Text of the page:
Yes, well done, you at the back, Roger Bannister did indeed break the four-minute mile on that date in 1954. Just six years before Eisenhower signed the Civil Rights Act on the same day as Princess Margaret married Tony Armstrong-Jones and a year after Tony Blair was born. As it happens, Ian Brady and Myra Hindley, a little later in 1966, were also sentenced to life imprisonment on May 6th and it was Orson Welles’ birthday. (Never let it be said your local newspaper does not have the enhancement of your general knowledge and possible potential to win on Eggheads at heart.)
But I was thinking of something a bit closer to home. Clue: it happened just up the road here in Kent, the Queen was there, and despite the worst of the fear-mongering, we didn’t all get wiped out by rabies.
I speak of course of the opening of the Channel Tunnel.
It was on this very day, back in 1994 that the sub-aqua link between England and France was officially opened by Her Majesty and President Mitterand.
I have no recollection of it at all and can only assume that since I had spent the previous twelve months in a haze of exhaustion after the arrival of The Child That Never Slept, that I was probably having a catnap when the news footage came on, the whole event thus passing me by.
I have now been belatedly mugging up and can tell you that the structure, recognized as one of the “Seven Wonders of the Modern World” by the American Society of Civil Engineers, on a par with the Empire State Building and the Panama Canal, is 31.4 miles long, with an average depth of 50 metres below the seabed, and the longest undersea portion of any tunnel in the world.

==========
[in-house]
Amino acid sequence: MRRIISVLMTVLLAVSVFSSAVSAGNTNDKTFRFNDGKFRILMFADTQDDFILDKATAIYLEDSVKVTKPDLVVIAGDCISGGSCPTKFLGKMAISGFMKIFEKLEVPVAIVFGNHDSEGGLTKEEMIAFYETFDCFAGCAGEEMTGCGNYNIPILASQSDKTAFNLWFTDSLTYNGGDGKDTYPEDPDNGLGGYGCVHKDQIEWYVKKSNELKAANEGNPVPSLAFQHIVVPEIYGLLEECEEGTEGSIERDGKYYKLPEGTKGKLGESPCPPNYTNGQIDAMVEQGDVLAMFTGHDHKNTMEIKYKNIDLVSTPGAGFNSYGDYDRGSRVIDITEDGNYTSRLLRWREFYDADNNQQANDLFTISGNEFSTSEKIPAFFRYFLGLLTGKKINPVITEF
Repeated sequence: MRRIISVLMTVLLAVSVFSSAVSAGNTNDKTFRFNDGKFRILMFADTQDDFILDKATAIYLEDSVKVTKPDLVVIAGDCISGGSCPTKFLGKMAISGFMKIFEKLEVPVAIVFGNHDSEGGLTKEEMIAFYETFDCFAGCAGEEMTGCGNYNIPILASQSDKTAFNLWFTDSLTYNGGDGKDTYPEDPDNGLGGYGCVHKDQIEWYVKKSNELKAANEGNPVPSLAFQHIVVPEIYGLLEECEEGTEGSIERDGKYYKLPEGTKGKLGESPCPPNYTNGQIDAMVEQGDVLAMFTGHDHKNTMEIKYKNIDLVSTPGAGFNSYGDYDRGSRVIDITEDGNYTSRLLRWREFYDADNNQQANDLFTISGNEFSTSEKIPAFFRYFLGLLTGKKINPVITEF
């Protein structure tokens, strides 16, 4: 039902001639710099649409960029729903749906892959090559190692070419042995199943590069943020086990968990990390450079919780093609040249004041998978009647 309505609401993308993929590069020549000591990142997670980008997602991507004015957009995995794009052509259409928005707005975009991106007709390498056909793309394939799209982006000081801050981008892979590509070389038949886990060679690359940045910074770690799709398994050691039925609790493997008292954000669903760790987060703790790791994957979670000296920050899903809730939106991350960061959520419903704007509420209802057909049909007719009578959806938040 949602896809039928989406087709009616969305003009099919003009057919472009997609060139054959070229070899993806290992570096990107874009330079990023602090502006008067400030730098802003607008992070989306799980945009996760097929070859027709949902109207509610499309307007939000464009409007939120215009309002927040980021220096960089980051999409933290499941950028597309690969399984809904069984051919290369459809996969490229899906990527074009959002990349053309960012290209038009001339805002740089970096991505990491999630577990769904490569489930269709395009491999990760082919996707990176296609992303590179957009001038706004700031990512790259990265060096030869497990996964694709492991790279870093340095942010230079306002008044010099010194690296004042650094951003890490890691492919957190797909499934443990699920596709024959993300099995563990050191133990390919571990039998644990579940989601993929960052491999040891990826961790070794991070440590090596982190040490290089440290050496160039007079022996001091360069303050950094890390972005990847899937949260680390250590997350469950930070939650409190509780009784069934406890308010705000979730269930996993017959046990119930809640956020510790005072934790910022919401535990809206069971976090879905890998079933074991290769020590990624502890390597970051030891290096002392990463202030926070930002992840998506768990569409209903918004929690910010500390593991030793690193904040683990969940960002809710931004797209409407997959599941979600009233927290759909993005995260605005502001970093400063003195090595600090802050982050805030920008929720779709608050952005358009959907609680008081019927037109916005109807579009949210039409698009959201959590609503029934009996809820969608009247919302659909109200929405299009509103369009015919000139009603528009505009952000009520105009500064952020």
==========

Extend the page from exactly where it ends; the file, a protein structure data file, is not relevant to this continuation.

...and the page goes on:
I have only been through it twice. Whereas my highly risk-averse colleague Mr Mike You-won’t-get-me-up-there Pearce (he wouldn’t even come on the roller coaster at Dreamland) frets about falling out of the sky, I feel a slight sense of unease about all those tonnes of water hovering over my head.
So I hesitate to mention it, knowing a proportion of the readership gets rather more exercised by my carbon footprint that I do (there was a small outcry and some hilarious abuse when I once admitted flying to Manchester) but on the many occasions I have been to France since the tunnel opened, I have been inclined to let the plane take the strain.
Having, however, had the recent experience of being stuck in a traffic hold-up on the M25 (three hours), endless queues for security at Gatwick (at least half an hour longer than usual), an extra long wait on the runway after we’d “missed our slot” (a further forty-five minutes) and a ninety-minute flight during which the back of my seat was consistently and rhythmically kicked by the small boy sitting behind me, who also regularly shrieked, I am wondering if I should rethink.
Teaching here now at Chez Castillon in the Dordogne, up to an hour’s car ride from Bordeaux airport, I have been joined by two other Thanetians, who arrived fresh-faced and bright-eyed, having made the journey from Broadstairs via the Eurotunnel shuttle, in shorter time door-to-door than I had, and having had considerably more sleep. Perhaps it is time to put aside my fear of fire and flood and broken-down trains (in 2009, 2,000 passengers were trapped down there for 16 hours, a thought that fills me with horror and dread) remember instead the thousands of successful journeys that have been completed since and be brave for the 35 minutes it takes to cross beneath the Channel.
Sorry to inflame a different faction altogether, but it’s at times like these that I so miss Manston….
You can read the original article at http://www.thanetgazette.co.uk/Plain-Jane-Channel-Tunnel-chance/story-29252022-detail/story.html.